Support the Hubbard House
Support our stewardship of the historic MacFarland-Hubbard House.
In 1999 the Humanities Council purchased the 1836 MacFarland-Hubbard House, a landmark property listed on the National Register of Historic Places and one of Charleston’s seven antebellum houses. The house was built when Andrew Jackson was president and later used as a hospital during the Civil War.
Initial restoration was completed in early 2000, with the work done according to federal standards for historic preservation. The Council acted with the support of the Kanawha Valley Historical and Preservation Society and many generous donors, with deed covenants guaranteeing the historic integrity of the property. The downstairs was restored as public space for programs, meetings, and events, while the upstairs was rehabilitated as Council offices. Work on the adjoining carriage house was completed in 2003, providing meeting space downstairs with offices upstairs. The mortgage was retired in 2007.
The MacFarland-Hubbard House is a practical working asset. Our public areas provide space for our Little Lecture Series, book discussion groups, researchers, planning sessions, and tours. The house is occasionally used by outside groups for meetings, events, film interviews, receptions, and workshops. Open houses during the winter holidays and on West Virginia Day are popular with the public.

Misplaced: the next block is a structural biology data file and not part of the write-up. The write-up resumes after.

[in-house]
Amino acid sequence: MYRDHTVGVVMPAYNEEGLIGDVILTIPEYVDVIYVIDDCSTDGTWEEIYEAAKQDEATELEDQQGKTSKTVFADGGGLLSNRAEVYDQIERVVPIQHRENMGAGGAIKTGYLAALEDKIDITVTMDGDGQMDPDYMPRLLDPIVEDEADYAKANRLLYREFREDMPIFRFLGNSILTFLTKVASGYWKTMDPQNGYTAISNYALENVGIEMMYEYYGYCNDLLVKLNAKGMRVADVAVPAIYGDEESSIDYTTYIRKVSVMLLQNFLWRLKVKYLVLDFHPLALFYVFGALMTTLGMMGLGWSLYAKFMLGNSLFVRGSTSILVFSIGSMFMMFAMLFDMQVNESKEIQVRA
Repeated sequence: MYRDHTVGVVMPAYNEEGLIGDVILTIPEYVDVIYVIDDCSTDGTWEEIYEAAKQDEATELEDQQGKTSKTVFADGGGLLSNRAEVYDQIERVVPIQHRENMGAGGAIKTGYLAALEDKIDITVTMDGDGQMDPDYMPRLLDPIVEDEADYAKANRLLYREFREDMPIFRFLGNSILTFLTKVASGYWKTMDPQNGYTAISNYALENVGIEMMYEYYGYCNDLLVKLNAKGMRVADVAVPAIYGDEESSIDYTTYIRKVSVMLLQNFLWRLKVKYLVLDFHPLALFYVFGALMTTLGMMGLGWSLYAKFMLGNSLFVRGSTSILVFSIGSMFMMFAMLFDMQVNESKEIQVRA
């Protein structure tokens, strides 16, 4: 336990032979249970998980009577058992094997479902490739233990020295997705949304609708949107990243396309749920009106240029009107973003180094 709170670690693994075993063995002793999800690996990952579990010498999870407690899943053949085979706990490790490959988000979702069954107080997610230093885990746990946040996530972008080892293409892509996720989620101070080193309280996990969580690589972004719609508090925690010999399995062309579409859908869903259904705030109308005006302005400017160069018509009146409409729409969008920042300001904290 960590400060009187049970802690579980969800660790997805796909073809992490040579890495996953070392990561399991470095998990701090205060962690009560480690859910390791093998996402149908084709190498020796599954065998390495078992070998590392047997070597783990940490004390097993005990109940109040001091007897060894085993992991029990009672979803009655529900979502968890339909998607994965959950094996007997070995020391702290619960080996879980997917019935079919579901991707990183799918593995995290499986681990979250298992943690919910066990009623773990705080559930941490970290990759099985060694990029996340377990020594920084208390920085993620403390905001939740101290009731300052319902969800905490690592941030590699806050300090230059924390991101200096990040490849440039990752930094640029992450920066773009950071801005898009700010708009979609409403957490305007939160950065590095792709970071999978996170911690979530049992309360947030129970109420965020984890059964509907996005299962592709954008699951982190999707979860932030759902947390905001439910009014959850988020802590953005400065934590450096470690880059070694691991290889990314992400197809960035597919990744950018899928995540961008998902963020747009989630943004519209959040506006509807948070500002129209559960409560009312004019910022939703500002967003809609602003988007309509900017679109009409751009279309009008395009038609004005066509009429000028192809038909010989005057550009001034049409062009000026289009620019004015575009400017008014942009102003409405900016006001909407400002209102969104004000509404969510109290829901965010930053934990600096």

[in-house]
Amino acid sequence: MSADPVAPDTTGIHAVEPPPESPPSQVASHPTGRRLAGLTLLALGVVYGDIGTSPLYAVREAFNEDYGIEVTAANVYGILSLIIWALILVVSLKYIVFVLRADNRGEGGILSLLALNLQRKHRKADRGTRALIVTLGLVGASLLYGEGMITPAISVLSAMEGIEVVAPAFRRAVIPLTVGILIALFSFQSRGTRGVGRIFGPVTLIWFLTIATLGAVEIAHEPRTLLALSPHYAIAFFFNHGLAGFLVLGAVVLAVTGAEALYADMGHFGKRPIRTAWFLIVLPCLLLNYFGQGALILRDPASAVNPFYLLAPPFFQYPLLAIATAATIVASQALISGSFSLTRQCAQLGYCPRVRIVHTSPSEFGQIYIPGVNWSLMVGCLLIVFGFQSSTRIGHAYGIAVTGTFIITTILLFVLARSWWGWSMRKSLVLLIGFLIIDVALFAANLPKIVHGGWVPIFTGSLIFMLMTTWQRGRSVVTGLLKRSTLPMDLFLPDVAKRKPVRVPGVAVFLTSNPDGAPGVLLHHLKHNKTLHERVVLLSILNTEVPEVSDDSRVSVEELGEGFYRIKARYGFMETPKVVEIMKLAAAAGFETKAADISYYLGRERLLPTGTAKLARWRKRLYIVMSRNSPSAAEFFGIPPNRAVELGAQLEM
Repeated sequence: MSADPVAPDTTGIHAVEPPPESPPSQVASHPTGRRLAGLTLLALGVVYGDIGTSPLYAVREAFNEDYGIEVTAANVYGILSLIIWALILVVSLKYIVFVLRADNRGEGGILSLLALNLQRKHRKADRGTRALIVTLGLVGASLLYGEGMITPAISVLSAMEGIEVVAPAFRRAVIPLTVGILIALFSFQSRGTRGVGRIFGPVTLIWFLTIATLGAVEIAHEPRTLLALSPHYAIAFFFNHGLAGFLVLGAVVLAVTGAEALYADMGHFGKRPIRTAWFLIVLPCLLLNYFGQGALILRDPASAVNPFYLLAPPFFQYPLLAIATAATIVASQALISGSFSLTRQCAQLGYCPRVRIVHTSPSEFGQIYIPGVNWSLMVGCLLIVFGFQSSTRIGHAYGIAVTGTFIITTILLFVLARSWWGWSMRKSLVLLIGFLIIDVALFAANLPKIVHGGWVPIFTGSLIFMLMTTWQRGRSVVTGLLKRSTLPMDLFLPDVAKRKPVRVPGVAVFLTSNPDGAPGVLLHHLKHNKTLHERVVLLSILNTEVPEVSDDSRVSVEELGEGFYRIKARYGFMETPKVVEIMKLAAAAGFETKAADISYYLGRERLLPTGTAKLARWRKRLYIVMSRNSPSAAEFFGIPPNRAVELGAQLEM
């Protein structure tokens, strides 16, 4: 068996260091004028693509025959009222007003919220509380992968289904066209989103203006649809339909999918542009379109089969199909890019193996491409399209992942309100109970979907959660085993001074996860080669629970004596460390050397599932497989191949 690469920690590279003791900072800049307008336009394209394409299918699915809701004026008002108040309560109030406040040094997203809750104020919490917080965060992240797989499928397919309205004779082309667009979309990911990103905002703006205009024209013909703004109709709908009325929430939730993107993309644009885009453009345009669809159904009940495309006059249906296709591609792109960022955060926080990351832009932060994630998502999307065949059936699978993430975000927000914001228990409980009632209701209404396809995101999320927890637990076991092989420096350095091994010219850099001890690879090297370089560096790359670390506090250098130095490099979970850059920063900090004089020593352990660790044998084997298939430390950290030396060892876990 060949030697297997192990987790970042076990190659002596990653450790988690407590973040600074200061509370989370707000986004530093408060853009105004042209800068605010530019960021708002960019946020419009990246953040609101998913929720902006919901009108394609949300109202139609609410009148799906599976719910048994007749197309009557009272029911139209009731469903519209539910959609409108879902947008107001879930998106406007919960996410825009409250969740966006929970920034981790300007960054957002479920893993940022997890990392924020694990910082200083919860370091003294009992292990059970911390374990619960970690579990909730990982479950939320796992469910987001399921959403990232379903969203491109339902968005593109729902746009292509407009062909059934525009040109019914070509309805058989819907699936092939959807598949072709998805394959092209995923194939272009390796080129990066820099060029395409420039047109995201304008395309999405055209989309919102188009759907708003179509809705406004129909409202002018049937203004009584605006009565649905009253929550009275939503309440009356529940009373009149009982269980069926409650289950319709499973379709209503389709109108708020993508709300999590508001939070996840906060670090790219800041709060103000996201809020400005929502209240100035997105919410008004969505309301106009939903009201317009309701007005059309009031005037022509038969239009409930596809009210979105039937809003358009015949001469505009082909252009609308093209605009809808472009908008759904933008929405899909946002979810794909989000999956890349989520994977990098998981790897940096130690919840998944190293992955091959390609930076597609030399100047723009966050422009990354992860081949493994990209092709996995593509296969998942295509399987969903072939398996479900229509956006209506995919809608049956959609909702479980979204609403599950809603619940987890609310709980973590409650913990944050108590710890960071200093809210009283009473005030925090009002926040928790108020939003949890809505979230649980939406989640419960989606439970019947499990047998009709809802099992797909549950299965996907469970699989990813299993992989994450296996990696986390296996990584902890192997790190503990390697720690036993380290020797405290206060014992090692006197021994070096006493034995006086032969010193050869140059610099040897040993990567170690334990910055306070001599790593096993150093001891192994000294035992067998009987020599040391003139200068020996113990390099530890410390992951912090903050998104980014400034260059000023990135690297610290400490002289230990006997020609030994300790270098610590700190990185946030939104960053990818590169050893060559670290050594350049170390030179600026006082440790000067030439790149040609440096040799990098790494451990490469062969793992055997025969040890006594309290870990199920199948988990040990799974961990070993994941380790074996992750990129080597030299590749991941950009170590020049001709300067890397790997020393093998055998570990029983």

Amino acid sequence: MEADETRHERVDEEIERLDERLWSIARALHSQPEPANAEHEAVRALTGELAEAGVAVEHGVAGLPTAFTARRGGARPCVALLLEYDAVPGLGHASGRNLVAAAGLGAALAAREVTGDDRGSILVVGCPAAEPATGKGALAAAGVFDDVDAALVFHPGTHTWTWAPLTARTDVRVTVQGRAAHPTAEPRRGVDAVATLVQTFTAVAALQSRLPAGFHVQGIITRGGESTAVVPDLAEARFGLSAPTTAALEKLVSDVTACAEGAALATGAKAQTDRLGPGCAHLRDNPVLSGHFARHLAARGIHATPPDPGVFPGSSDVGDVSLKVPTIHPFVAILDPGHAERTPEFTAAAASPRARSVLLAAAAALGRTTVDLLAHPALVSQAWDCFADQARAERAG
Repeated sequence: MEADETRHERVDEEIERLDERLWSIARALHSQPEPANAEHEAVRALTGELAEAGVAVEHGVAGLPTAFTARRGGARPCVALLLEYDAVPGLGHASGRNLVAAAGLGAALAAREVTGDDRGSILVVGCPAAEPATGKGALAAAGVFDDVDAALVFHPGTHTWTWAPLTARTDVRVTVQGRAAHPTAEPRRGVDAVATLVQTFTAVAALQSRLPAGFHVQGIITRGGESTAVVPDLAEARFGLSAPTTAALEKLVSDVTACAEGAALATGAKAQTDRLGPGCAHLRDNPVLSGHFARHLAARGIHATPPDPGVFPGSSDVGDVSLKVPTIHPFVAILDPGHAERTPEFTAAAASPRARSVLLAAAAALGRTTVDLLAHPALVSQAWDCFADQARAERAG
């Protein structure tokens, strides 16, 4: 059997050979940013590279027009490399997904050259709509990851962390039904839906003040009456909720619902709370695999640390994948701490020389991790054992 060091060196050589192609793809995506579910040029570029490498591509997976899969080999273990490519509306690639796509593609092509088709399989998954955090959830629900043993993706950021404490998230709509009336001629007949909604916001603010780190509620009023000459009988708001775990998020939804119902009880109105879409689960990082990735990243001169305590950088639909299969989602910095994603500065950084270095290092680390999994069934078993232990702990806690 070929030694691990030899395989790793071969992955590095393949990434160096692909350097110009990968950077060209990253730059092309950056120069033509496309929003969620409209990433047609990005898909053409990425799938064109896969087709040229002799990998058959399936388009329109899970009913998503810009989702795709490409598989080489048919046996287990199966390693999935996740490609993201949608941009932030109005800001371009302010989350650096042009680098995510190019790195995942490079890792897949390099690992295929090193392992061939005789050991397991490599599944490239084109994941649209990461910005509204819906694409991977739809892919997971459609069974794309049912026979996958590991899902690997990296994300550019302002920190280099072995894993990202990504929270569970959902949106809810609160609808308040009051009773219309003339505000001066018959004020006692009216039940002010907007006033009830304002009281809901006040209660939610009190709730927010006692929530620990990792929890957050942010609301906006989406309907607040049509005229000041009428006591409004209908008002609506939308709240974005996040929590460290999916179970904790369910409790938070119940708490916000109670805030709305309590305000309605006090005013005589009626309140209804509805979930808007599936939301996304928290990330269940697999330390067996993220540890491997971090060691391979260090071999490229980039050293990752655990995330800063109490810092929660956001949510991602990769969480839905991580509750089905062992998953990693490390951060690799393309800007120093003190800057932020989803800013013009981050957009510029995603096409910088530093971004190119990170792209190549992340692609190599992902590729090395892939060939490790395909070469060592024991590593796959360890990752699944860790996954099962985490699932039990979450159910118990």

In 2012 our preservation efforts won an Outstanding Preservation Award from the Charleston Area Alliance. The property attracts people interested in history, historic preservation, “green” and eco-friendly restoration, new uses for historic buildings, architecture, and horticulture.
Preservation and improvement of the house and grounds continue. The Jefferds Memorial Library was completed in 2006. In 2008, a pergola structure was added to increase programming space, and landscape work in 2011 and 2012 restored historic flower beds, created a stone walkway for visitors to the garden areas, added a new exposed aggregate driveway to replace an existing gravel drive, and improved drainage around the house’s foundation. Additionally, more than 30 original windows have been restored to working order. The MacFarland-Hubbard House has been included in Charleston’s garden tours since 2013.
Acquisition of the MacFarland-Hubbard House allowed the Humanities Council to expand local programming and gave a face to the humanities in West Virginia, while providing a working headquarters for the administration of programs statewide. Make a donation to support our stewardship of the historic MacFarland-Hubbard House.